How to Renounce the Role as Executor in Germany

If someone who owns assets in Germany dies, these foreign assets will only be released if a German (!) Grant of Probate can be presented. Since the UK has opted out of the EU Succession Regulation, an English Grant of Probate (or Scottish Confirmation) is worthless abroad, just as British financial institutions do not accept non-UK Grants. Thus, in principle, a national Grant of Probate must be obtained in each and every jurisdiction, where the testator held assets.

In Germany, the executors and beneficiaries have a choice between applying for a Certificate of Inheritance (Erbschein) or a Certificate of Executorship (Testamentsvollstreckerzeugnis). Details of which are explained here.

Depending on how the relevant Will is worded, one or the other may be the smarter choice. If there is an English Will, then the easier way is usually the Certificate of Executorship, because English Wills are, in most cases, very precise about who the executors are. However, most Wills name more than one executor. Sometimes the wording even is

“I appoint the partners at the date of my death in the firm of Solicitors XYZ to be the Executors…”

This can be a large number of people who would all have to apply jointly and would later on also have to act jointly. This, of course, is impracticable and the normal approach in cases like this one is for all but one or two of those people to refuse to act as executor. Under German law, this can be done by a simple letter to the German Probate Registry in charge (usually the Probate Court where the deceased has had his or her last residency, if resident outside of Germany then it is usually the Local Court Berlin).

An example for such a simple letter of renunciation of executorship is available for download here: Renunciation_Executorship_Template

The document does not necessarily have to be witnessed and, since there are no strict formal requirements (in contrast to the application for a certificate) it can even be sent to German Probate Registry by way of facsimile.

For more information on German-British will preparation and probate matters please see these posts provided by the international succession laws experts of Graf & Partners LLP

Or simply click on the “German Probate” section in the right column of this blog.

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The law firm Graf & Partners and its German-English litigation department GP Chambers was established in 2003 and has many years of experience with British-German and US-German probate matters, including the representation of clients in contentious probate matters. If you wish us to advise or represent you in a German or cross border inheritance case please contact German solicitor Bernhard Schmeilzl, LL.M. (Leicester) at +49 941 463 7070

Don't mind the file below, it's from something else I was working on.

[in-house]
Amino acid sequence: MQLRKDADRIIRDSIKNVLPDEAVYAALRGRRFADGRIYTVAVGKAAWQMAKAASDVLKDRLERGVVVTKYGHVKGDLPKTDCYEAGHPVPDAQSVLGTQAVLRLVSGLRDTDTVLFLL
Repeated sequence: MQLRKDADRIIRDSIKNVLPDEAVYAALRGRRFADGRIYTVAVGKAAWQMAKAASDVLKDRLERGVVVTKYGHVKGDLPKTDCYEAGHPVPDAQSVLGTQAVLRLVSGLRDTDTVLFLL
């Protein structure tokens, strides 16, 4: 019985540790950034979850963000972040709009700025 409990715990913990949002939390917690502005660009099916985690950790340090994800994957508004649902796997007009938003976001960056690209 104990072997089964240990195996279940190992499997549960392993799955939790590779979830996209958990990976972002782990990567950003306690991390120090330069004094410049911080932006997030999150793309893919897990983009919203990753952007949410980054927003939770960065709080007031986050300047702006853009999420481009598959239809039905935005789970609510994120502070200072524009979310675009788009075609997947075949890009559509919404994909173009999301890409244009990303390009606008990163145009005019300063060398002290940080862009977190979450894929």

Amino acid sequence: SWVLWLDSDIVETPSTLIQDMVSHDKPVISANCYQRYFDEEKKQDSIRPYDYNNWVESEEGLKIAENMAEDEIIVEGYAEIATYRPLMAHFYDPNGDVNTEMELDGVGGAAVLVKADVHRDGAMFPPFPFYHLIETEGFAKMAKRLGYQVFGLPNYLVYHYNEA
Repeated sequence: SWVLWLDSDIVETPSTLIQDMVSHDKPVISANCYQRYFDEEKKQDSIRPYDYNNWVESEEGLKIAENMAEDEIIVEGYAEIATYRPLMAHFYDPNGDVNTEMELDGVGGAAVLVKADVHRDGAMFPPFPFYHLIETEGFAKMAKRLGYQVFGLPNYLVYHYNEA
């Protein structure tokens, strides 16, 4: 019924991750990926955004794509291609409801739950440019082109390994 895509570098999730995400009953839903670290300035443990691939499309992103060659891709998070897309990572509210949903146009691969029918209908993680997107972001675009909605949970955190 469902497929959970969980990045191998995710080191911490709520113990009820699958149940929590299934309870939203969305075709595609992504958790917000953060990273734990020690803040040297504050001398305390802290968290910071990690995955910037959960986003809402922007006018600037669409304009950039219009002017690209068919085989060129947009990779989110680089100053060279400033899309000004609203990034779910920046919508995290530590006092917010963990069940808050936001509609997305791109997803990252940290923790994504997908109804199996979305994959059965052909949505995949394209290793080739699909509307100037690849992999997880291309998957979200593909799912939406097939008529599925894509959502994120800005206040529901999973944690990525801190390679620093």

Corresponding with Germans: How not to come across as being rude

Proper Email Etiquette when corresponding with Business Partners in Germany, Austria or Switzerland

Our law firm specialises in British-German legal issues, so most of our email correspondence takes place in English. In many cases, we represent German business clients for whom we liaise with UK business partners, barristers, solicitors, tax advisors, or other consultants.

Rule 1: Do not address people by their first name right away

German clients, especially if they do not have any prior experience with Anglo-American business partners, are often shocked, when the UK (or US) counterpart responds using the German client’s first name. This is sometimes considered as too intimate or even rude. Especially, if the British business partner uses only the first name – and nothing else, which is rather common in Britain and the USA.

However, to a German, an email starting with “Bernhard, could you give me a call …” sounds very much like “Bernhard, you have messed up and I need to straighten you out”. Virtually no German would write to another German by just using his first name. Even if they are on a first name basis, they will always use “Hello Bernhard” or “Hi Bernhard” or even just “Hello” or “Good morning”. Again, using only the first name without any salutation will ring alarm bells with the German recipient and it will remind him of when his mother used to yell “Bernhard, how often do I have to tell you to clean up your room”.

My recommendation: Use “Hello Bernhard” or “Hi Bernhard” or “Good morning Bernhard”. When in doubt about whether your German counterpart is old fashioned and/or unaccustomed to the Anglo-American habit of using first names even in business correspondence, use “Mr” or “Mrs”.